It’s Hard to Compete With the Economics of Amazon (Video)

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Barnes & Noble, Apple and others aside, publishers are going to have to focus on Amazon this year, according to James McQuivey, Ph.D., vice president and principal analyst at Forrester Research.

Amazon’s focus on doing business with customers who buy everything from books to food to home goods from the online retailer puts those solely concerned with selling books at an economic disadvantage, said McQuivey at the Digital Book World Conference in an exclusive video interview.

Amazon…wants to aggregate everything…. They want to bring books together with movies…they want to centralize it all in this very inexpensive and elegant device called the Kindle Fire.

 

That portal to a customer relationship is more powerful than anyone else’s, even Apple’s, because Amazon has the ability to sell you whatever you want. You want to buy a book? Sure, they can help you do that. You want to buy who knows what else…you can get all of it on Amazon.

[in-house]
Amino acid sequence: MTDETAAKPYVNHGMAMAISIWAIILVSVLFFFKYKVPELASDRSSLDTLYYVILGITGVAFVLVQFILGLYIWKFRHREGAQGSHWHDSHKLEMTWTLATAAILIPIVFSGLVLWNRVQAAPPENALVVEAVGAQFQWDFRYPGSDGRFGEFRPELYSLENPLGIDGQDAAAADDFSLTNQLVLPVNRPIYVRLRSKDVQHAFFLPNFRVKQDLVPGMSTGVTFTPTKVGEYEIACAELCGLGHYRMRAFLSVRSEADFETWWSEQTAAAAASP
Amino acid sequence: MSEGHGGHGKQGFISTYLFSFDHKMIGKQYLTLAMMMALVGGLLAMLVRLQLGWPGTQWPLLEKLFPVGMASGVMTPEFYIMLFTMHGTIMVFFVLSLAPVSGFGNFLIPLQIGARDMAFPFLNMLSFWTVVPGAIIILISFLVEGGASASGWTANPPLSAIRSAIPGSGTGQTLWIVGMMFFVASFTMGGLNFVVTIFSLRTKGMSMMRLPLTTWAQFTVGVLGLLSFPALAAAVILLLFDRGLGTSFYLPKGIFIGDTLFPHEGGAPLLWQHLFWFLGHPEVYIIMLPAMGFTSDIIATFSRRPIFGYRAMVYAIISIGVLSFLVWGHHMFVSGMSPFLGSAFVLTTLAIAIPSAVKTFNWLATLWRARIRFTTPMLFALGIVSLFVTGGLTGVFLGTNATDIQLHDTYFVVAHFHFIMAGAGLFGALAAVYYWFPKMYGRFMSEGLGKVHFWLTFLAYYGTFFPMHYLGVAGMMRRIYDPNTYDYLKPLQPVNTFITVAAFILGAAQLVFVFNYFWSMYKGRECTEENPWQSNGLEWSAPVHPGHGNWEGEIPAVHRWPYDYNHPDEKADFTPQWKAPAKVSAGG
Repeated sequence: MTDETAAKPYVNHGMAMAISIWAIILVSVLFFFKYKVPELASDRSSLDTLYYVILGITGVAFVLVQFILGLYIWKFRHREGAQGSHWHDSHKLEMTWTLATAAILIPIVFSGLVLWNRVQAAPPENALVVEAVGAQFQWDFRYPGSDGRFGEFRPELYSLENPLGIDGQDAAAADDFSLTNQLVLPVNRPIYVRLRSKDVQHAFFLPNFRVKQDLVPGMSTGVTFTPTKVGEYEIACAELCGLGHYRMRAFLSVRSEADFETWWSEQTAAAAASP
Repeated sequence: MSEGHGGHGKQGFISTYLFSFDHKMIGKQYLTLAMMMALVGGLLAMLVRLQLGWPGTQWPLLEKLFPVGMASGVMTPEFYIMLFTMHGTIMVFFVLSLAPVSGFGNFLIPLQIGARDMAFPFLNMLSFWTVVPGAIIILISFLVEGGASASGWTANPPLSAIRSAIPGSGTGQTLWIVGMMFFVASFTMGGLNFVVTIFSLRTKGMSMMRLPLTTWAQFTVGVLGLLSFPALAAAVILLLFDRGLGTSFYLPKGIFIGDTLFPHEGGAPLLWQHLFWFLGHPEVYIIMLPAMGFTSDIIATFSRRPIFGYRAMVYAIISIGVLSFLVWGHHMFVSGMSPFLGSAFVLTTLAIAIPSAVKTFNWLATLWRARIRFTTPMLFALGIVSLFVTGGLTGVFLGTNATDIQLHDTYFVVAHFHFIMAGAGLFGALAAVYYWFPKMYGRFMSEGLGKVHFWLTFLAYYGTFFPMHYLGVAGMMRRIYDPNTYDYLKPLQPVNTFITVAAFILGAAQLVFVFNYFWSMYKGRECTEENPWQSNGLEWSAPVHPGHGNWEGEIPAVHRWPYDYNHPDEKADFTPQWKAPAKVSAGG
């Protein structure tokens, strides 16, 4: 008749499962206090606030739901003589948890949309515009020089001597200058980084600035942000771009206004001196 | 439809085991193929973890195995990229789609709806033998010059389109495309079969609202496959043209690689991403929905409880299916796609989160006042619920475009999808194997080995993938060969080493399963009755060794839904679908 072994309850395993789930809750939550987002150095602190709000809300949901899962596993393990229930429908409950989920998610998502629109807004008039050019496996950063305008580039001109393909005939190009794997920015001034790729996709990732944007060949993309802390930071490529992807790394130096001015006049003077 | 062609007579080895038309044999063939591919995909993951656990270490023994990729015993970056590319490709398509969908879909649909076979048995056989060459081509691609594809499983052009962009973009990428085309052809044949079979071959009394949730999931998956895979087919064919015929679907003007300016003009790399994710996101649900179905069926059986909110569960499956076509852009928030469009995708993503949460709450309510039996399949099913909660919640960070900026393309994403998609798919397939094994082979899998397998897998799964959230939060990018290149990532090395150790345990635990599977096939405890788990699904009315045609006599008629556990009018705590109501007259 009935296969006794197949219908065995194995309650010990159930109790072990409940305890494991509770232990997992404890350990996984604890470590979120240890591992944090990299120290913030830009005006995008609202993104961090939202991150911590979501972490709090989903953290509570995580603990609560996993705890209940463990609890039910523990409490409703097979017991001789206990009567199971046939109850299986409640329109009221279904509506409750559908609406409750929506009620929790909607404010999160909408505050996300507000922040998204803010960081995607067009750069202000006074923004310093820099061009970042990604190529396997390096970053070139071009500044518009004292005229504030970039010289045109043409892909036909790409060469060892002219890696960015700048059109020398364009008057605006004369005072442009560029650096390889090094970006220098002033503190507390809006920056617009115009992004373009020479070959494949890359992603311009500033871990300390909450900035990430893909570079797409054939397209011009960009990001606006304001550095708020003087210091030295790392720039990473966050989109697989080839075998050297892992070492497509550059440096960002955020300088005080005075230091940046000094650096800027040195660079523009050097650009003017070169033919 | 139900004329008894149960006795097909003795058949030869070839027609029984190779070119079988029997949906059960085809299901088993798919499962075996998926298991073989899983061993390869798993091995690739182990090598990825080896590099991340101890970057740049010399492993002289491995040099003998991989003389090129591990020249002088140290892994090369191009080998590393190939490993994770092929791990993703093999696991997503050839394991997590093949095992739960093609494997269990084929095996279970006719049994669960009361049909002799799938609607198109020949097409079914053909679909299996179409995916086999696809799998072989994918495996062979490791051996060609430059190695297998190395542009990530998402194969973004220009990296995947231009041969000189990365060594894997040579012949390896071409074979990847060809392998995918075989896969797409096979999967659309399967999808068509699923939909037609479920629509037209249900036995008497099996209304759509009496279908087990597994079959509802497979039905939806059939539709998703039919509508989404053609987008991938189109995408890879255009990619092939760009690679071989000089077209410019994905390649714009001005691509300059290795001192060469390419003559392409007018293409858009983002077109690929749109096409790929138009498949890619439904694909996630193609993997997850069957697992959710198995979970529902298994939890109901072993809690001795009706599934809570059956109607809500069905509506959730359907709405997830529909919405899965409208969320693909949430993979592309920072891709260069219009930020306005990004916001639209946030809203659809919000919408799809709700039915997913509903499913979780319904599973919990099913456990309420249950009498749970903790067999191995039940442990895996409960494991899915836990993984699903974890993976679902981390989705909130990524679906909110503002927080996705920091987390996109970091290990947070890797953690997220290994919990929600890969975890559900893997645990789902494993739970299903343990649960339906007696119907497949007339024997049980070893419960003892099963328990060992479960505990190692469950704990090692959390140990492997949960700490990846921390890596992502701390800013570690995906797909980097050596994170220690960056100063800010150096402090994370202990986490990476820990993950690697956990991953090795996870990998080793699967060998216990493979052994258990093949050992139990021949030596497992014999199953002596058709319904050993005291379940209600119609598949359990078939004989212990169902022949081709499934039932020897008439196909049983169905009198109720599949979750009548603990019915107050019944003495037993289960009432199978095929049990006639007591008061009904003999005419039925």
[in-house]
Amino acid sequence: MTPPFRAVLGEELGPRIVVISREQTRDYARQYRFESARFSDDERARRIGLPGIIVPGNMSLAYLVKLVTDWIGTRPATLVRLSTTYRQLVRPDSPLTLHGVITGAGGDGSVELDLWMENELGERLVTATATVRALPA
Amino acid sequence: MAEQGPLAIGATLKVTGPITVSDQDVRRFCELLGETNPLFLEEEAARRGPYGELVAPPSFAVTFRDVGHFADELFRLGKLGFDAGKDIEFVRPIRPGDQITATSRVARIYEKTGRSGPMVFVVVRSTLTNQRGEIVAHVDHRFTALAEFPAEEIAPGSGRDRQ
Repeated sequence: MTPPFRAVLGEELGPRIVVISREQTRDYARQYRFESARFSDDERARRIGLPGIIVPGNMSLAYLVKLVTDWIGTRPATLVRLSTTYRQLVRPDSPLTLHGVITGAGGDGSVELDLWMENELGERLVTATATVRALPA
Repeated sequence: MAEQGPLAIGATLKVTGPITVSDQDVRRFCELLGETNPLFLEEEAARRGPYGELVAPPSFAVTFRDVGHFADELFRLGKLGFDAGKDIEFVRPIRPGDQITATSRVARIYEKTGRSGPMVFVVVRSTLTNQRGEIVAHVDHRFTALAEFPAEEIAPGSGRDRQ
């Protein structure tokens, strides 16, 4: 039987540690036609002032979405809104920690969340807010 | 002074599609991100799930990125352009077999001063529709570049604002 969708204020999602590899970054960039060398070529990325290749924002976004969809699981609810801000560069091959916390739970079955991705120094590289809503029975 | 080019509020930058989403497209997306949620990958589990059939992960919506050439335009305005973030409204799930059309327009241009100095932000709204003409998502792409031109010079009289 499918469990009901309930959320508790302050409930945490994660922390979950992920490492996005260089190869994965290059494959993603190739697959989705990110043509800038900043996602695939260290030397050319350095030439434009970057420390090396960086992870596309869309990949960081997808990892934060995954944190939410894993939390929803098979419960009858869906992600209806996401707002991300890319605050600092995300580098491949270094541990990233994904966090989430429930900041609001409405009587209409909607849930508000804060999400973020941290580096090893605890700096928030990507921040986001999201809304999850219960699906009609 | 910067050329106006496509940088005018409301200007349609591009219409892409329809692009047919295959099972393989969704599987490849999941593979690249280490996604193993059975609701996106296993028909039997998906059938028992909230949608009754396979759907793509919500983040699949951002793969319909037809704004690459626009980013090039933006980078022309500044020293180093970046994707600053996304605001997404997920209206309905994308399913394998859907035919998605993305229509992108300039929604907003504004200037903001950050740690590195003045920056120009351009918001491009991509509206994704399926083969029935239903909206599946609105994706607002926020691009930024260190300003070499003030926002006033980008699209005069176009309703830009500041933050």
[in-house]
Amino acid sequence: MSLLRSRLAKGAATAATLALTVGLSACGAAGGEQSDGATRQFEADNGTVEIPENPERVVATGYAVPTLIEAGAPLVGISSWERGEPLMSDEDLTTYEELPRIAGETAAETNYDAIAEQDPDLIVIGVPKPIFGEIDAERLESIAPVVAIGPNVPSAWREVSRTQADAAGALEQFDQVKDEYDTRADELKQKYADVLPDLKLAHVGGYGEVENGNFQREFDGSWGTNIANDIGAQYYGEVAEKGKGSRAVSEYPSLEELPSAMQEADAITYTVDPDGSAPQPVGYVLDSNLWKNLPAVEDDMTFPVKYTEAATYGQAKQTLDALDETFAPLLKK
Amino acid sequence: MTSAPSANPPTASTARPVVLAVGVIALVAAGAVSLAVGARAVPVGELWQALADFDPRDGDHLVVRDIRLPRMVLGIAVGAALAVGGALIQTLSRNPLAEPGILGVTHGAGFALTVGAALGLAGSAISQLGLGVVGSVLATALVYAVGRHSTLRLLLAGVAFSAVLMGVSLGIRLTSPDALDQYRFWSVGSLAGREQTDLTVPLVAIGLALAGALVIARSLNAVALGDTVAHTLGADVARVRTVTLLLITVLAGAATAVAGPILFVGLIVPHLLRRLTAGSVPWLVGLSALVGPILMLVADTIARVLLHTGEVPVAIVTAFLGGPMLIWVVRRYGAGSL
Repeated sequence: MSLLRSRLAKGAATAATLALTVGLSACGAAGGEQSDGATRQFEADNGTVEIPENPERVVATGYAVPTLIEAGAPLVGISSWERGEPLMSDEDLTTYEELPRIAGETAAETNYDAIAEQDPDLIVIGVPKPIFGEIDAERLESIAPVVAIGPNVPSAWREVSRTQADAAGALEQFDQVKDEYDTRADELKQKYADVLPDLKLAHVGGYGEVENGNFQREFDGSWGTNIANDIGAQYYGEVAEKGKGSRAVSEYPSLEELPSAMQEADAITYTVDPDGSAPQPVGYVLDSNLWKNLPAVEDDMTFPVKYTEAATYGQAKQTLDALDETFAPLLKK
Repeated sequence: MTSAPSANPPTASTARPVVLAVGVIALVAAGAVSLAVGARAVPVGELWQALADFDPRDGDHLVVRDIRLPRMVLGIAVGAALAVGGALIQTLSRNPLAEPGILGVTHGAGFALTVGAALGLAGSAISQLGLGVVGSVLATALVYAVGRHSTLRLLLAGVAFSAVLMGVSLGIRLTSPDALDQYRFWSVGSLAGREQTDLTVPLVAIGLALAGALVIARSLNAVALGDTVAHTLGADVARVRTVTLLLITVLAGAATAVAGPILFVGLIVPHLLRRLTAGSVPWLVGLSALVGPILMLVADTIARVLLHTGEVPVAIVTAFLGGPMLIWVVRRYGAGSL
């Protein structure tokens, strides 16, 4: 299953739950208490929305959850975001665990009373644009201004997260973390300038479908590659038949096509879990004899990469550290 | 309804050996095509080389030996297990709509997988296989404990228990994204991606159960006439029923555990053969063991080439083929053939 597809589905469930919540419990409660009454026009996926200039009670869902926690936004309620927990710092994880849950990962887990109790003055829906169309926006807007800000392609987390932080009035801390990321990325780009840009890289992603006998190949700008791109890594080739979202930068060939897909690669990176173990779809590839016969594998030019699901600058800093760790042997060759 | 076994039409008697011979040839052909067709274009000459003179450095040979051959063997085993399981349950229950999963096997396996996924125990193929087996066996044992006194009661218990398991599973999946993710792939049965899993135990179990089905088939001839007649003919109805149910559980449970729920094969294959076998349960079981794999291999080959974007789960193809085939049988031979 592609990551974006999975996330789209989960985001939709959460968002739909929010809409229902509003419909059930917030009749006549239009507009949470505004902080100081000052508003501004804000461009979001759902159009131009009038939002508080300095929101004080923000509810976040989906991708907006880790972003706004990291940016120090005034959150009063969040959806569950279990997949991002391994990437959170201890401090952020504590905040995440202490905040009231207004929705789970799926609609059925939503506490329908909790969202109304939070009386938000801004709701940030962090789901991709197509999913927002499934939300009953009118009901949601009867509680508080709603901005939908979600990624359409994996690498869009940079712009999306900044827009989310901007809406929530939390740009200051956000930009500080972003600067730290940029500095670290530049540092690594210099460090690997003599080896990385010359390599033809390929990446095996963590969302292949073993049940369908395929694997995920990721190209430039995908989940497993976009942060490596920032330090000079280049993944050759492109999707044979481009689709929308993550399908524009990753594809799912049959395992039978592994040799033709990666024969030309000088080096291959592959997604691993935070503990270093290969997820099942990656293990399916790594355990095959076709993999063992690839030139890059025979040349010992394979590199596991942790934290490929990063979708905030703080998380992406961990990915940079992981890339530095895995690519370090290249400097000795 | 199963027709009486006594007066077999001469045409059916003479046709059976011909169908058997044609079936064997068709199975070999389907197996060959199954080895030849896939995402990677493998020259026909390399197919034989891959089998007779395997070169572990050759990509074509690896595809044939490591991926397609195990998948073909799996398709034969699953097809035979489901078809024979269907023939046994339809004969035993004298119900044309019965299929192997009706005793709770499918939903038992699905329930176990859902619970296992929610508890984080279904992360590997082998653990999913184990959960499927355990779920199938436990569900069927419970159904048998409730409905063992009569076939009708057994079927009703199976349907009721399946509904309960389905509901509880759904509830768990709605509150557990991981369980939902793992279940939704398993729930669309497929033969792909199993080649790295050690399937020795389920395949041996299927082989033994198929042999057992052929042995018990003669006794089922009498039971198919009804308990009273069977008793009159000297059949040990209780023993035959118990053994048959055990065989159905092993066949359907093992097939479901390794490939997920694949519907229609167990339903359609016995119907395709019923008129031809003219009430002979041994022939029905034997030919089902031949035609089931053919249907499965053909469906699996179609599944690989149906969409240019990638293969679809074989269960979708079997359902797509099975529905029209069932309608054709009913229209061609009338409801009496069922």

Amazon, in the long run, only cares whether or not they make money from you, the customer. They don’t care as much whether they make money from you, the book-buyer, and that changes the economics for everyone who is principally concerned with you, the book-buyer, because how do you compete with the economics of aggregating all of those profit margins into one single customer relationship? No one else has the power to do that…not google, not Microsoft, not apple…not even Facebook.

 

Related: Digital Changing the Very Nature of the Book Itself (Video)

More Insights From McQuivey and Forrester Research:

Publishers Optimistic But See Hard Work Ahead in 2012

Will More People Read Books Because of E-Books? Publishers Not So Optimistic

Publishers’ Love Affair With Apps Is Over

Publishers to Increase Investments in Acquiring Customer Data in 2012

Publishers Seeing Steady Print Declines Should Ready for Steep Drop

Publishers Sour on Tablet as Reading Platform

A joint production of Digital Book World and Astral Road Media: http://www.astralroad.com/. Founded by Rich Fahle, Astral Road Media is a full-service digital media agency, providing content strategy, design, video production, and other creative forms of social outreach for authors and content creators of all types.

Rich Fahle

About Rich Fahle